Last year, New York State officials initiated a plan to sample groundwater at all New York State
(NYS) Superfund sites on Long Island for the presence of the carcinogen, 1,4-Dioxane. Although by the end of 2017 less than 20 percent of these sites have been screened, 19 sites showed elevated levels of the compound. If 1,4-Dioxane enters local water supplies, it can be extremely difficult and costly to treat.
In order to gain a better understanding of the presence of 1,4-Dioxane in Long Island’s groundwater, the DEC must expand its screening efforts. DEC Commissioner Basil Seggos asserts that all 154 Long Island Superfund sites will be tested in 2018 and about 700 other active Superfund sites within New York State will be tested in 2019. Superfund sites are chosen for sampling to limit duplicative labor since monitoring wells are already installed and quarterly groundwater sampling events are already underway.
The federal health level for 1,4-Dioxane is set at 0.35 parts per billion (ppb) in drinking water. At this level, chronic exposure can lead to 1-in-a-million increased cancer risk. Of the NYS Superfund sites on Long Island that were tested, more than 40% of them detected levels higher than this. One of the highest results received included a former chemical manufacturing plant in Old Bethpage, that detected over 390 ppb of 1,4-Dioxane. The Environmental Protection Agency (EPA) conducted a national survey across small and large drinking-water suppliers, and 71% of Long Island’s water districts found traces of 1,4-Dioxane at or above the 0.35 ppb level. Across the nation, 7% of all water districts were detected with concentration levels at or above 0.35 ppb.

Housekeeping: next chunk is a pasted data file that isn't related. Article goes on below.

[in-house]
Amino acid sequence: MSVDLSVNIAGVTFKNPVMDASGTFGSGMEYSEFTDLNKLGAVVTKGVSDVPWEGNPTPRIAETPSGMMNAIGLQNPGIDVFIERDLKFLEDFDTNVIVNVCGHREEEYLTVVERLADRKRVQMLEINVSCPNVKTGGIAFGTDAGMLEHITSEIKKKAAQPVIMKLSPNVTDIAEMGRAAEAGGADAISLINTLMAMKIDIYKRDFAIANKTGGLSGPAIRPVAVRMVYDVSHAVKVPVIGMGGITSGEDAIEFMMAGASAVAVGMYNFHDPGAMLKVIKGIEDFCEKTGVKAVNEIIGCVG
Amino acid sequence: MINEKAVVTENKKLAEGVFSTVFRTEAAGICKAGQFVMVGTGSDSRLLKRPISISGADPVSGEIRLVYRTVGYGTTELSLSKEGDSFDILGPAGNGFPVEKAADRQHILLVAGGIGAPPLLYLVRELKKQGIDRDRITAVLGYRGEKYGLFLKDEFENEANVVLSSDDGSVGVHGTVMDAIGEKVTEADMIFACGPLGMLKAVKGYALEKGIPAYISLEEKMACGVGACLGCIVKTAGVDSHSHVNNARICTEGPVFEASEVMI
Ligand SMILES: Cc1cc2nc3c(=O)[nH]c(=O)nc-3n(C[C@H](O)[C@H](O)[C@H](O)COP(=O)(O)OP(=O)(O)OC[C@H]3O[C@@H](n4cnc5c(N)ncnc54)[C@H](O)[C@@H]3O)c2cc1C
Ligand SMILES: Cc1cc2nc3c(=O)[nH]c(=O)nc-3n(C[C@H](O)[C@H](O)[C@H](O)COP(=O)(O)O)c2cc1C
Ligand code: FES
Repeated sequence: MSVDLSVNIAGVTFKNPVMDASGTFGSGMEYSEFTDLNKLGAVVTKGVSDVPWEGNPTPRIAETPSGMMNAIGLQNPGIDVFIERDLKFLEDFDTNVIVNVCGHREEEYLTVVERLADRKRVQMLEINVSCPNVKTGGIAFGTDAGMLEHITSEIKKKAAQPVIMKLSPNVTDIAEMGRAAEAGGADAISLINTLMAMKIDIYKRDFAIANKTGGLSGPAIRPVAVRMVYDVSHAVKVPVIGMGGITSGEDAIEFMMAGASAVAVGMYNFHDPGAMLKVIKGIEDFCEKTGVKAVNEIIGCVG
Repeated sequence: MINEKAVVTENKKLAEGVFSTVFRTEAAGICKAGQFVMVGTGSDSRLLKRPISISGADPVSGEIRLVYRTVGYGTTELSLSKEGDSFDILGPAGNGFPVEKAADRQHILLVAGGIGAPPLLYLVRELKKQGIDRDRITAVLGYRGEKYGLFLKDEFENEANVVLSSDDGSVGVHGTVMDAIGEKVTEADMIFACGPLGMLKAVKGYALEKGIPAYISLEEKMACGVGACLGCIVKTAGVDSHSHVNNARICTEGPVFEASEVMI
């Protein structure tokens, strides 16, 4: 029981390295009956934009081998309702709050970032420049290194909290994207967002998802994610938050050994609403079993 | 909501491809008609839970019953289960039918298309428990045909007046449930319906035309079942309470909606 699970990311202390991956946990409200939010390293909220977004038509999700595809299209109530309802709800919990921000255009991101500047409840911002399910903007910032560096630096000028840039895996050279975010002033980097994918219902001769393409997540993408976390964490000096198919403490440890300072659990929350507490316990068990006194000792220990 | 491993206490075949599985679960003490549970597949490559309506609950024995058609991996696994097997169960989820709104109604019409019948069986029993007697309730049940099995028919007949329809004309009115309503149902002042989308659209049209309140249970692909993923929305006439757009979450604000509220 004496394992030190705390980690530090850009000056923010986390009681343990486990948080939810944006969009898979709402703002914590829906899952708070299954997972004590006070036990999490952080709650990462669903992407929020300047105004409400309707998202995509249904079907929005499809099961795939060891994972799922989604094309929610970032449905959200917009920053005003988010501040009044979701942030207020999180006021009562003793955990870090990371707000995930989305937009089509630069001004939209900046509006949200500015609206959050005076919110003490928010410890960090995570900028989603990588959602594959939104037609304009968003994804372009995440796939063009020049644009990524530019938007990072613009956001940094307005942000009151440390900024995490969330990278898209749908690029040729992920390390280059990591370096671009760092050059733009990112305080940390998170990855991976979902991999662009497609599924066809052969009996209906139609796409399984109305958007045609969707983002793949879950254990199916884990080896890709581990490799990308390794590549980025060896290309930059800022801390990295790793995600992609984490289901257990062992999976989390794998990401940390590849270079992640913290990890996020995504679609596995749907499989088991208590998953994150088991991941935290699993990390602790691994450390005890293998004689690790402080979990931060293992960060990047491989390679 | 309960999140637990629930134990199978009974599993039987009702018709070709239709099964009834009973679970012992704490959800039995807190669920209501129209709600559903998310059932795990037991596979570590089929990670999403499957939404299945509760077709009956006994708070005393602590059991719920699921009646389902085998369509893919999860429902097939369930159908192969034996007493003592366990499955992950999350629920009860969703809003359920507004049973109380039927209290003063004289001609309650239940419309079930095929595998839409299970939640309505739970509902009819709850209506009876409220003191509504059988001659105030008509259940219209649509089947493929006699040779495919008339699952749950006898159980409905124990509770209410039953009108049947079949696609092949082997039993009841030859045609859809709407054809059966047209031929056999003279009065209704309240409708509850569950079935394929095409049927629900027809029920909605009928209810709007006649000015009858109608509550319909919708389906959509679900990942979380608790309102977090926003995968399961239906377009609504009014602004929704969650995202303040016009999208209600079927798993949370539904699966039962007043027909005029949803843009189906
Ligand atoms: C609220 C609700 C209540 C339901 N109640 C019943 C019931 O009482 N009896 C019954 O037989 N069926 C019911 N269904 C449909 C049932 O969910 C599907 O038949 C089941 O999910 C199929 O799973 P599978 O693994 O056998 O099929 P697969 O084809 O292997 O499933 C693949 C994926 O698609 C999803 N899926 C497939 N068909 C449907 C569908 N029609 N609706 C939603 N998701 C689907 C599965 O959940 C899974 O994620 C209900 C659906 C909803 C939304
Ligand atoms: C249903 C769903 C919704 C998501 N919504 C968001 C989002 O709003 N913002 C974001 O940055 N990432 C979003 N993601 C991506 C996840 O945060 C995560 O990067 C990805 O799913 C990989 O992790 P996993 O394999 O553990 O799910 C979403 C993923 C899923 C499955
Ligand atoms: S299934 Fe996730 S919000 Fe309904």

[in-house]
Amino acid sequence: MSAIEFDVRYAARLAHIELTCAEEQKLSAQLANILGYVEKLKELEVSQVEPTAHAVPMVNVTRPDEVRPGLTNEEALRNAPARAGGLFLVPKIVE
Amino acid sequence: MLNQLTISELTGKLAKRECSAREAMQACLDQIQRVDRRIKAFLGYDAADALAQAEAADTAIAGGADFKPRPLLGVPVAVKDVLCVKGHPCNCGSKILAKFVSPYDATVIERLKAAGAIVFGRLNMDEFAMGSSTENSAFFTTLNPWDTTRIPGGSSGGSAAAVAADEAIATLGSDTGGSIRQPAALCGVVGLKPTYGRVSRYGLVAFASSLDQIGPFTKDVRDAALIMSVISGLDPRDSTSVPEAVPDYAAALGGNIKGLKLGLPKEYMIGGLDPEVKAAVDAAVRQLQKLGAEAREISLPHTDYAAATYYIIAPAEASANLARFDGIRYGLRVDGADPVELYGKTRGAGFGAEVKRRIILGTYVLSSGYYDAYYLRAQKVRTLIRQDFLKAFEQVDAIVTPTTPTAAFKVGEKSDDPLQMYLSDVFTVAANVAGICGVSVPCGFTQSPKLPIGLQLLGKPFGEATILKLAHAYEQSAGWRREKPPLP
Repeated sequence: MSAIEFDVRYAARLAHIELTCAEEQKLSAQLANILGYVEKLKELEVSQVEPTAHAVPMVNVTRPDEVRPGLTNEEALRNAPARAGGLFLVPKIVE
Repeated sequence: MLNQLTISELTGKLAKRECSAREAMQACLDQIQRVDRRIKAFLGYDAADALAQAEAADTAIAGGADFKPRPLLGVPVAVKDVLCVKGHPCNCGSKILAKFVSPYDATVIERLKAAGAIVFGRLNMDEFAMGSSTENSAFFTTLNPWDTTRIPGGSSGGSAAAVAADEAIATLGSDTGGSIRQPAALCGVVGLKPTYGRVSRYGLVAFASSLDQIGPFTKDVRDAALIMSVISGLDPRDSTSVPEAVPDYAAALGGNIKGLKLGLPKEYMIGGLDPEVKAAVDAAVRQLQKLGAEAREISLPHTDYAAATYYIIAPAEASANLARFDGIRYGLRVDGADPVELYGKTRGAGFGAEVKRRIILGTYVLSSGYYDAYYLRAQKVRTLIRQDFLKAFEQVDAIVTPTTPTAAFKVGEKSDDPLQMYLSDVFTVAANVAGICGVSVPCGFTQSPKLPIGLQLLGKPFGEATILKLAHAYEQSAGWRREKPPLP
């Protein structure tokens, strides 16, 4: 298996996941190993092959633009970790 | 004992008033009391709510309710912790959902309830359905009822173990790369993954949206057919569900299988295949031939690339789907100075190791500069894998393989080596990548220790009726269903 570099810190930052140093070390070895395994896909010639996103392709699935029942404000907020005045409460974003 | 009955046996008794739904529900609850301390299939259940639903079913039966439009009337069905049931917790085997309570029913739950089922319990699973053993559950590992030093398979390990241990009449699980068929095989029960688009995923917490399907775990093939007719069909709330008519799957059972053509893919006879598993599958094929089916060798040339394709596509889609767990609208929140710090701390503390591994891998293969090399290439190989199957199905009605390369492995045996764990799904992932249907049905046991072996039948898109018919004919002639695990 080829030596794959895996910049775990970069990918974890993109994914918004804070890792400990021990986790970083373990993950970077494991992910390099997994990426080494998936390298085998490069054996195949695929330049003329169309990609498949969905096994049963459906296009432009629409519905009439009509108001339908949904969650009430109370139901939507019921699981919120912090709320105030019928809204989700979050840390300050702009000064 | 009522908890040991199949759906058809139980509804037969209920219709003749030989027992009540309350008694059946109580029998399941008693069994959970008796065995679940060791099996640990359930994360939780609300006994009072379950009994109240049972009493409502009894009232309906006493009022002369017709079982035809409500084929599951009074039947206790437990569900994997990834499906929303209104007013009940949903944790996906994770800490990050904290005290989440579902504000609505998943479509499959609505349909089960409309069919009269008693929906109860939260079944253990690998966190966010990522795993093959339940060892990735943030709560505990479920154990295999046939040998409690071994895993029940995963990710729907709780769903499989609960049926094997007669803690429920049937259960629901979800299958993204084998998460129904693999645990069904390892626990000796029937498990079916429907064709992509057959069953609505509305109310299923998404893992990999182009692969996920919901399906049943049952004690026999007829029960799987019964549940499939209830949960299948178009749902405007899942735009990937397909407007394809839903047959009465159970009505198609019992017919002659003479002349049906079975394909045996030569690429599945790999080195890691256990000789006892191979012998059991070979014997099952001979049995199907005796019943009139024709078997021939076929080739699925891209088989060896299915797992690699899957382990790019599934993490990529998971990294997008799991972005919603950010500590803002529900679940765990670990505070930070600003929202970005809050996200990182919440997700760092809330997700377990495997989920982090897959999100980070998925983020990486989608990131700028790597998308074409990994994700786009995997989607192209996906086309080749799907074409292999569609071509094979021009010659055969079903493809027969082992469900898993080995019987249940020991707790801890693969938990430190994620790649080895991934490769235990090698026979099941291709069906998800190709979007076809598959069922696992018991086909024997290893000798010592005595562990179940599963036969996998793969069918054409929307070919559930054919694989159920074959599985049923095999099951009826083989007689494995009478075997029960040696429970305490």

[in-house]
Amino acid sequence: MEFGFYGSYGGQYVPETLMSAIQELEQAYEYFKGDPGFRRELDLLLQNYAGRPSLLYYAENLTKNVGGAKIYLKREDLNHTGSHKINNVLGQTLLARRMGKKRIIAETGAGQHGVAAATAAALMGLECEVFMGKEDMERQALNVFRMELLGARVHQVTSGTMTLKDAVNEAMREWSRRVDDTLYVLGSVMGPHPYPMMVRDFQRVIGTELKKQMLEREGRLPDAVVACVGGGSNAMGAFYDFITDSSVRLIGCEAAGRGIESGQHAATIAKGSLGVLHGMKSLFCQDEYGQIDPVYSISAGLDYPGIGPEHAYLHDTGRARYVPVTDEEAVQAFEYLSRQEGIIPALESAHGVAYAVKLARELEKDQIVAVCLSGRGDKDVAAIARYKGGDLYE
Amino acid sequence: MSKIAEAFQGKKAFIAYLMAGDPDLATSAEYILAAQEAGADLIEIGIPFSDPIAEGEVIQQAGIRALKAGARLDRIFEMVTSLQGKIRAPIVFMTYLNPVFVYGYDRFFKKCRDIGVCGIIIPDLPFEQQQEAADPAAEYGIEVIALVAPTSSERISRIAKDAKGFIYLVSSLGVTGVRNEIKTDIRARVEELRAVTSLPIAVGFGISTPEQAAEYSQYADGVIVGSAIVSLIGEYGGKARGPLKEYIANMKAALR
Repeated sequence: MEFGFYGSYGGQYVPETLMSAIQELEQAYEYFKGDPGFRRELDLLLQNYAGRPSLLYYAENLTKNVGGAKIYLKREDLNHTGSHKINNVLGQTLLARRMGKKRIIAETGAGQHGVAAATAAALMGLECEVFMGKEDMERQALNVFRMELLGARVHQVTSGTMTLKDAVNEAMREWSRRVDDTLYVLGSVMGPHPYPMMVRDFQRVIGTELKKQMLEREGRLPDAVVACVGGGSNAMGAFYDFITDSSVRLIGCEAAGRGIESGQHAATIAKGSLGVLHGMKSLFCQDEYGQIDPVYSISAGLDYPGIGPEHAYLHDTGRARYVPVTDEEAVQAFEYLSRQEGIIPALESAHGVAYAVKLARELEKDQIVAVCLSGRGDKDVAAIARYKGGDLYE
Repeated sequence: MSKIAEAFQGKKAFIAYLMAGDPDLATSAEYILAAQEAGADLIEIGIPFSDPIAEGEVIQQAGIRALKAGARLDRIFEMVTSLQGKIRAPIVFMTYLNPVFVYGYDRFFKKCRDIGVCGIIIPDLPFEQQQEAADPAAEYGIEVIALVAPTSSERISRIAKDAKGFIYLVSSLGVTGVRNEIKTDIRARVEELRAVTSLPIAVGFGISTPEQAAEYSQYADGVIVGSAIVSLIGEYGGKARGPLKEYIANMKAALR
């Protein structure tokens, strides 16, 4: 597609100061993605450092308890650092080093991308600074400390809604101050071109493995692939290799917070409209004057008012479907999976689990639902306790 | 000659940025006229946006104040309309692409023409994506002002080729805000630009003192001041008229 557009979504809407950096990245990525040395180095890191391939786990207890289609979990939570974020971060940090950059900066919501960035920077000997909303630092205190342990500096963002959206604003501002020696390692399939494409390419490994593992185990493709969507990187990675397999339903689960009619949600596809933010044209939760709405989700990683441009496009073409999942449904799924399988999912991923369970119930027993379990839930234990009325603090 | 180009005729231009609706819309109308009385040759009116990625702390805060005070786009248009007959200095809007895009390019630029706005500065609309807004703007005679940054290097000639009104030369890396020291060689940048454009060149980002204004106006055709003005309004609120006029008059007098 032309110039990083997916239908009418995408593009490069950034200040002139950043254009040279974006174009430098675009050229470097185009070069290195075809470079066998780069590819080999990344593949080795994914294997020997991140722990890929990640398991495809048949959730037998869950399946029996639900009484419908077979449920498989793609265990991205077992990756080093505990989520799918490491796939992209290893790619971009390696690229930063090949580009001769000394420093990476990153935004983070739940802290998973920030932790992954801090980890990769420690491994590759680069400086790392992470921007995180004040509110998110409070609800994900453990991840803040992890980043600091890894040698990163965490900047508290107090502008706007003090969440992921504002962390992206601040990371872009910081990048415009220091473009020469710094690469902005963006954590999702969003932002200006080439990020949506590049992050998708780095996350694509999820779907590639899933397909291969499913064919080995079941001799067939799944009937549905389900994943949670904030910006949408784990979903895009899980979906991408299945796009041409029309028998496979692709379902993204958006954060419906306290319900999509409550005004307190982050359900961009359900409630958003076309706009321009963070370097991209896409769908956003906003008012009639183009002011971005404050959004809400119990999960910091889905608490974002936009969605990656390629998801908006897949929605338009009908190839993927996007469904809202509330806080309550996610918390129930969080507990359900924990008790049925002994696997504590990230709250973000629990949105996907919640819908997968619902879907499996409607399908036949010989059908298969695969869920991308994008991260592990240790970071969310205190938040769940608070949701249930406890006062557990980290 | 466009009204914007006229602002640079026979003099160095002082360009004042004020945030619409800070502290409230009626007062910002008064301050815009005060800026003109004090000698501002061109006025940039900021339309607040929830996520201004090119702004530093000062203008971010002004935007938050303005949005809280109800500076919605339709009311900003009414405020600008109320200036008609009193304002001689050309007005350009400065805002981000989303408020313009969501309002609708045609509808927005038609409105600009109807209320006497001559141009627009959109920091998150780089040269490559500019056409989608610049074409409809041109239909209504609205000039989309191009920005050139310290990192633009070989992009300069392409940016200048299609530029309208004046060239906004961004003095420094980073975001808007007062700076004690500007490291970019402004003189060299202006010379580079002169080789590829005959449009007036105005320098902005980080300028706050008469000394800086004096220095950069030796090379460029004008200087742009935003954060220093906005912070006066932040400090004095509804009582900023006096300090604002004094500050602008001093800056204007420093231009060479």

A few methods have been tested for removal effectiveness, but none have been approved by the state as of yet. This chemical is not easily treated and cannot be treated by conventional contaminant removal practices such as air stripping or activated carbon filtration. There are a few methods utilized on Long Island nearing approval and many are continuing to develop a proven method to remove 1,4-Dioxane from water.
As we await further information on Long Island’s status regarding 1,4-Dioxane, check out
How will the 1,4-Dioxane in my Drinking Water Affect my Health?
The Origins of 1,4-Dioxane: How Did It Get Into Long Island’s Drinking Water?
November 2017 Update on the NYS Drinking Water Quality Council
Concerned about groundwater in your area? Give us a call at (516) 624-7200, (518) 698-3012, or (845) 745-0888 to create a groundwater sampling plan.